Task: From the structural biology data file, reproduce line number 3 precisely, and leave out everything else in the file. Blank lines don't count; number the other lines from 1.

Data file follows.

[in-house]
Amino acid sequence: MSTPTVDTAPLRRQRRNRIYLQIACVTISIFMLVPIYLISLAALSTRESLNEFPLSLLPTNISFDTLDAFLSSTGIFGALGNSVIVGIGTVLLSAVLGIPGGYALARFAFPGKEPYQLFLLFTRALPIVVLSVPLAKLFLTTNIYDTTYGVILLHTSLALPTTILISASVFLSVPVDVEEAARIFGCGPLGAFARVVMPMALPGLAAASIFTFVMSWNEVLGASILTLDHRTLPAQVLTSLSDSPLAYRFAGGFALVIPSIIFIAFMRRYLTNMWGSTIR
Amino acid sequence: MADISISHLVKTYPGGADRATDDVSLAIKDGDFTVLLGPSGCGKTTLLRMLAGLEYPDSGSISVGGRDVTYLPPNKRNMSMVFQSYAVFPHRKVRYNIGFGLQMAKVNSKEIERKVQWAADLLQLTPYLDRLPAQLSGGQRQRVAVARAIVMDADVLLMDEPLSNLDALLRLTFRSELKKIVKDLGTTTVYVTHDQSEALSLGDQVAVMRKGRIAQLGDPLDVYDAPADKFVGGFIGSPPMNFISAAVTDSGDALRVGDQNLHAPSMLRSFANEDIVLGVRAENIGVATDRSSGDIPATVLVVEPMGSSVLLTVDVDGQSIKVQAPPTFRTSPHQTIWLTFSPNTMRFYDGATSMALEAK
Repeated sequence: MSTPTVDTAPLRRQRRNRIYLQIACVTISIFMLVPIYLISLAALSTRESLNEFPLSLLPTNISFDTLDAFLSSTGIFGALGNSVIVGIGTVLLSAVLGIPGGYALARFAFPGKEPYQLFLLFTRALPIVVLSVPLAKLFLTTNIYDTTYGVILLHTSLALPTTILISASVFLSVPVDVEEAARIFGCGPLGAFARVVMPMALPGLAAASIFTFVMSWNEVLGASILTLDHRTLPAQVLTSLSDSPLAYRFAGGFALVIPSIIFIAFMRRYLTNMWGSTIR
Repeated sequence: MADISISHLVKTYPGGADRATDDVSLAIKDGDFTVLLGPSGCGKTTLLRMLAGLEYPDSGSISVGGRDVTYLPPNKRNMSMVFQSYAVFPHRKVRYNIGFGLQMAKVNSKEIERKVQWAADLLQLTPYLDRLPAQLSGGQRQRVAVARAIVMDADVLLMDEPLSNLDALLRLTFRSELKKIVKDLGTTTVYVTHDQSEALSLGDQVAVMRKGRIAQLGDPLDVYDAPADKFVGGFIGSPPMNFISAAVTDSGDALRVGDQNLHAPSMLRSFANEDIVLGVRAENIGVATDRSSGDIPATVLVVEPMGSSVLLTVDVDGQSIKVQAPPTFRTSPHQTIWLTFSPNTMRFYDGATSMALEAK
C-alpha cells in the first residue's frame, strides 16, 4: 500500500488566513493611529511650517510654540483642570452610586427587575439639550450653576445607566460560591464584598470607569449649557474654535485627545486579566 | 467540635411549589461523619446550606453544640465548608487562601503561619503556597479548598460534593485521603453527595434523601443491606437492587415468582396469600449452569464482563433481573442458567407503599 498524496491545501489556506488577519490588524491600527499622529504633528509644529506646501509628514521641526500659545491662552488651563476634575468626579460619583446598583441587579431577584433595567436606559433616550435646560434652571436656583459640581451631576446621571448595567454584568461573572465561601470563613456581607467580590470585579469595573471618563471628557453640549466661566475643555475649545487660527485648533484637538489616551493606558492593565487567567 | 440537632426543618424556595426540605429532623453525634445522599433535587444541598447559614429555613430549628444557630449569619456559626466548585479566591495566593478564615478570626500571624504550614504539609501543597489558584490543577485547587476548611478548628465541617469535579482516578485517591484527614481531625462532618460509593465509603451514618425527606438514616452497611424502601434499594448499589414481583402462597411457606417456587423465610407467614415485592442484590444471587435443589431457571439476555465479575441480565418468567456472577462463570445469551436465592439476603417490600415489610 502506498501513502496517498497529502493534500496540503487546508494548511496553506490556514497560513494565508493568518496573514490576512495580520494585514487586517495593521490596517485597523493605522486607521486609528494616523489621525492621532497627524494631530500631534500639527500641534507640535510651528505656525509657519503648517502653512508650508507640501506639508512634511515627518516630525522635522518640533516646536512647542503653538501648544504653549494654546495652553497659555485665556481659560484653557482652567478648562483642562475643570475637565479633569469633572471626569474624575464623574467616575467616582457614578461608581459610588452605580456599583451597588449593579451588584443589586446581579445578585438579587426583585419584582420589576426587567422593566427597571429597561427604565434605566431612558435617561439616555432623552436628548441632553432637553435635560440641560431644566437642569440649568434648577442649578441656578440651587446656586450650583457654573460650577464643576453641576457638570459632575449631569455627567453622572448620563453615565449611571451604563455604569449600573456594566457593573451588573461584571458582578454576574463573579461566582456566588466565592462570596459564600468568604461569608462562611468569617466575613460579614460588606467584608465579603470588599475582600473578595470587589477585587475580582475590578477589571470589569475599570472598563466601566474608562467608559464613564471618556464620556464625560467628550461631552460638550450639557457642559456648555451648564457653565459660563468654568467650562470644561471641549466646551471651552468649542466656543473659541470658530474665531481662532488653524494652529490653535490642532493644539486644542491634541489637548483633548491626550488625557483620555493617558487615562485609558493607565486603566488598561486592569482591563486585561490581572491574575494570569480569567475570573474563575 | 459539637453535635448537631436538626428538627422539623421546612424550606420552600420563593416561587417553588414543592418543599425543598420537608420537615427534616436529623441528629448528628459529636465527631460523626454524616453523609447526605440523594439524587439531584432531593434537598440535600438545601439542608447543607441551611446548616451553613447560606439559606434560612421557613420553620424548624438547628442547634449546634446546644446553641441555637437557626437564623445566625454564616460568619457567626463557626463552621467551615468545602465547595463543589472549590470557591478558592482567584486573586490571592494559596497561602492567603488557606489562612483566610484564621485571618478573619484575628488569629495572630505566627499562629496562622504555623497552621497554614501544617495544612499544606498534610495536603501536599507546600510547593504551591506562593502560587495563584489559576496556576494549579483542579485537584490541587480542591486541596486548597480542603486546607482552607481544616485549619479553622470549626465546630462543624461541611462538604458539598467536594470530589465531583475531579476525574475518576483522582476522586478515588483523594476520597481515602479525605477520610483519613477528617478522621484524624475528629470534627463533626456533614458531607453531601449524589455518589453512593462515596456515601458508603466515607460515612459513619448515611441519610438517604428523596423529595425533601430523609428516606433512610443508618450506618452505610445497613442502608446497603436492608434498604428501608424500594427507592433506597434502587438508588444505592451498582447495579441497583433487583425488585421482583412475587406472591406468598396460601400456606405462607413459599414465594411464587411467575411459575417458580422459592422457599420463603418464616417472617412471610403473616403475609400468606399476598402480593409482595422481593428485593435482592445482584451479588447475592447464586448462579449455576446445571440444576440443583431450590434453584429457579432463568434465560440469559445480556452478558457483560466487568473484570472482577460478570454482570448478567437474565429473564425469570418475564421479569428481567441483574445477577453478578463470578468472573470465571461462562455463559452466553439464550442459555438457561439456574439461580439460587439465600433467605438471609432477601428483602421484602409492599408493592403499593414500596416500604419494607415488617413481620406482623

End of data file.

Amino acid sequence: MADISISHLVKTYPGGADRATDDVSLAIKDGDFTVLLGPSGCGKTTLLRMLAGLEYPDSGSISVGGRDVTYLPPNKRNMSMVFQSYAVFPHRKVRYNIGFGLQMAKVNSKEIERKVQWAADLLQLTPYLDRLPAQLSGGQRQRVAVARAIVMDADVLLMDEPLSNLDALLRLTFRSELKKIVKDLGTTTVYVTHDQSEALSLGDQVAVMRKGRIAQLGDPLDVYDAPADKFVGGFIGSPPMNFISAAVTDSGDALRVGDQNLHAPSMLRSFANEDIVLGVRAENIGVATDRSSGDIPATVLVVEPMGSSVLLTVDVDGQSIKVQAPPTFRTSPHQTIWLTFSPNTMRFYDGATSMALEAK